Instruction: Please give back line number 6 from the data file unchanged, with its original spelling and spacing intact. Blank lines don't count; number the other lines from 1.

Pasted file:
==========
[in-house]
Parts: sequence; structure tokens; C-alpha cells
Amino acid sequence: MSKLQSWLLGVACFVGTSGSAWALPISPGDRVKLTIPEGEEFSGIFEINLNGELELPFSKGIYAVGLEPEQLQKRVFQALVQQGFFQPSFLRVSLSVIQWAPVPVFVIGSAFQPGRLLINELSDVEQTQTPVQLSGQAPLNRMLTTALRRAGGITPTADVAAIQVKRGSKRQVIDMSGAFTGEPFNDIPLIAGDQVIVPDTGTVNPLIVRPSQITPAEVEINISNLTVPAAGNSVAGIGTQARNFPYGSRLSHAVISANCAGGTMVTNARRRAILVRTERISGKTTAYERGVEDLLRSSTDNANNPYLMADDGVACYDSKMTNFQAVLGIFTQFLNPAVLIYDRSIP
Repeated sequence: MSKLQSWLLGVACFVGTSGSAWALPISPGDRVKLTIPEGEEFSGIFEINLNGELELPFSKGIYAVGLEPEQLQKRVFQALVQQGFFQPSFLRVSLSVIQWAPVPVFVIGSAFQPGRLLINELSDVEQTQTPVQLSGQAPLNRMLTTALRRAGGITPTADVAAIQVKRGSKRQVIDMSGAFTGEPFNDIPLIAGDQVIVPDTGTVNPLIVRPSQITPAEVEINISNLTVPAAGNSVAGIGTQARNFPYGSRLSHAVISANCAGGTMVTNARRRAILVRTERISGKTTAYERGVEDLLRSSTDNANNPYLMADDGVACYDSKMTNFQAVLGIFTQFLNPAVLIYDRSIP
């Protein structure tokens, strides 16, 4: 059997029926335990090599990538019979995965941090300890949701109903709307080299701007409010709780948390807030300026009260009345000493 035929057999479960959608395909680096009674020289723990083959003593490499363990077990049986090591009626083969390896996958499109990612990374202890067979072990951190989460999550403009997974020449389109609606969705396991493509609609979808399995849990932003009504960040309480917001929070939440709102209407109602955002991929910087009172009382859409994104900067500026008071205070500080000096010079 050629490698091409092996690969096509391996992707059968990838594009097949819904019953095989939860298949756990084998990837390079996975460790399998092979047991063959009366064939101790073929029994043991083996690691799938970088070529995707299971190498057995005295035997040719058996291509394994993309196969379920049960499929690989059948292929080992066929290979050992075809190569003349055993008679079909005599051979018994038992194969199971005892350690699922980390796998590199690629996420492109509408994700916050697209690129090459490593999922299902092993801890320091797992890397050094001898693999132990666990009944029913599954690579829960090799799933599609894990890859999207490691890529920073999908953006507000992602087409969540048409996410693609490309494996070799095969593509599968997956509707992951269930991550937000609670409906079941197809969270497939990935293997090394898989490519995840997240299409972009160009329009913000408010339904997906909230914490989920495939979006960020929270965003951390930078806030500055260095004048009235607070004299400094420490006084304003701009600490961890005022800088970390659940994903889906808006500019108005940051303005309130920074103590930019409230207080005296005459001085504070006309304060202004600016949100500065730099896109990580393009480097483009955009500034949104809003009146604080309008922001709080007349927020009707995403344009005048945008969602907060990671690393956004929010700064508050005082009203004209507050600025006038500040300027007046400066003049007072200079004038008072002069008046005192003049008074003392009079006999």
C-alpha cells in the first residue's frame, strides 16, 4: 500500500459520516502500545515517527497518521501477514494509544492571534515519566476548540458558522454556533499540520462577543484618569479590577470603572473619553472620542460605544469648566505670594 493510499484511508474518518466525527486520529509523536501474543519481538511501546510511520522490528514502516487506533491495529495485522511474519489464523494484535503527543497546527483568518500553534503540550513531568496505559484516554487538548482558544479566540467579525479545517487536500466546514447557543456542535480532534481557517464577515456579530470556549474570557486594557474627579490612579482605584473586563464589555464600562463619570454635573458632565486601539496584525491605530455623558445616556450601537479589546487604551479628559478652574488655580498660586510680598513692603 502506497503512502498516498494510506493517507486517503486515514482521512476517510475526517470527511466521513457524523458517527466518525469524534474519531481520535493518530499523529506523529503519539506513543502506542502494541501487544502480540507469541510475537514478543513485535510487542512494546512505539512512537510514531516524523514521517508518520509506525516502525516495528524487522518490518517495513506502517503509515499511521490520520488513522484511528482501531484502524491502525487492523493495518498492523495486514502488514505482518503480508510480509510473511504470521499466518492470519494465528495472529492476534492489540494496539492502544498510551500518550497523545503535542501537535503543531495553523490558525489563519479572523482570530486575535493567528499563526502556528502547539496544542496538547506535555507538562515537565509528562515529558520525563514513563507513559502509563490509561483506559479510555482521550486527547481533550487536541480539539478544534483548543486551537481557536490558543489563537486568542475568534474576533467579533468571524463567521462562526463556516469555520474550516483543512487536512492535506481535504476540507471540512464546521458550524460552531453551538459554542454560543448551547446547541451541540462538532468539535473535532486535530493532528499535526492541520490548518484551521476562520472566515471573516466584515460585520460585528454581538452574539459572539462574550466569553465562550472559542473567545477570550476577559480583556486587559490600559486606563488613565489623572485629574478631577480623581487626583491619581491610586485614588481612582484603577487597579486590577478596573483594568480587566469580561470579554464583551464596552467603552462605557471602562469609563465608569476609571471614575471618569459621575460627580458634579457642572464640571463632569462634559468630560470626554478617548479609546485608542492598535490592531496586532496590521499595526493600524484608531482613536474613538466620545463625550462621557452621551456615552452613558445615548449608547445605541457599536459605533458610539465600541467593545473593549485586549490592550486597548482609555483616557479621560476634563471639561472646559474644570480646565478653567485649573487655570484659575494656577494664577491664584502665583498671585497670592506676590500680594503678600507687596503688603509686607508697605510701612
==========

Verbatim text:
C-alpha cells in the first residue's frame, strides 16, 4: 500500500459520516502500545515517527497518521501477514494509544492571534515519566476548540458558522454556533499540520462577543484618569479590577470603572473619553472620542460605544469648566505670594 493510499484511508474518518466525527486520529509523536501474543519481538511501546510511520522490528514502516487506533491495529495485522511474519489464523494484535503527543497546527483568518500553534503540550513531568496505559484516554487538548482558544479566540467579525479545517487536500466546514447557543456542535480532534481557517464577515456579530470556549474570557486594557474627579490612579482605584473586563464589555464600562463619570454635573458632565486601539496584525491605530455623558445616556450601537479589546487604551479628559478652574488655580498660586510680598513692603 502506497503512502498516498494510506493517507486517503486515514482521512476517510475526517470527511466521513457524523458517527466518525469524534474519531481520535493518530499523529506523529503519539506513543502506542502494541501487544502480540507469541510475537514478543513485535510487542512494546512505539512512537510514531516524523514521517508518520509506525516502525516495528524487522518490518517495513506502517503509515499511521490520520488513522484511528482501531484502524491502525487492523493495518498492523495486514502488514505482518503480508510480509510473511504470521499466518492470519494465528495472529492476534492489540494496539492502544498510551500518550497523545503535542501537535503543531495553523490558525489563519479572523482570530486575535493567528499563526502556528502547539496544542496538547506535555507538562515537565509528562515529558520525563514513563507513559502509563490509561483506559479510555482521550486527547481533550487536541480539539478544534483548543486551537481557536490558543489563537486568542475568534474576533467579533468571524463567521462562526463556516469555520474550516483543512487536512492535506481535504476540507471540512464546521458550524460552531453551538459554542454560543448551547446547541451541540462538532468539535473535532486535530493532528499535526492541520490548518484551521476562520472566515471573516466584515460585520460585528454581538452574539459572539462574550466569553465562550472559542473567545477570550476577559480583556486587559490600559486606563488613565489623572485629574478631577480623581487626583491619581491610586485614588481612582484603577487597579486590577478596573483594568480587566469580561470579554464583551464596552467603552462605557471602562469609563465608569476609571471614575471618569459621575460627580458634579457642572464640571463632569462634559468630560470626554478617548479609546485608542492598535490592531496586532496590521499595526493600524484608531482613536474613538466620545463625550462621557452621551456615552452613558445615548449608547445605541457599536459605533458610539465600541467593545473593549485586549490592550486597548482609555483616557479621560476634563471639561472646559474644570480646565478653567485649573487655570484659575494656577494664577491664584502665583498671585497670592506676590500680594503678600507687596503688603509686607508697605510701612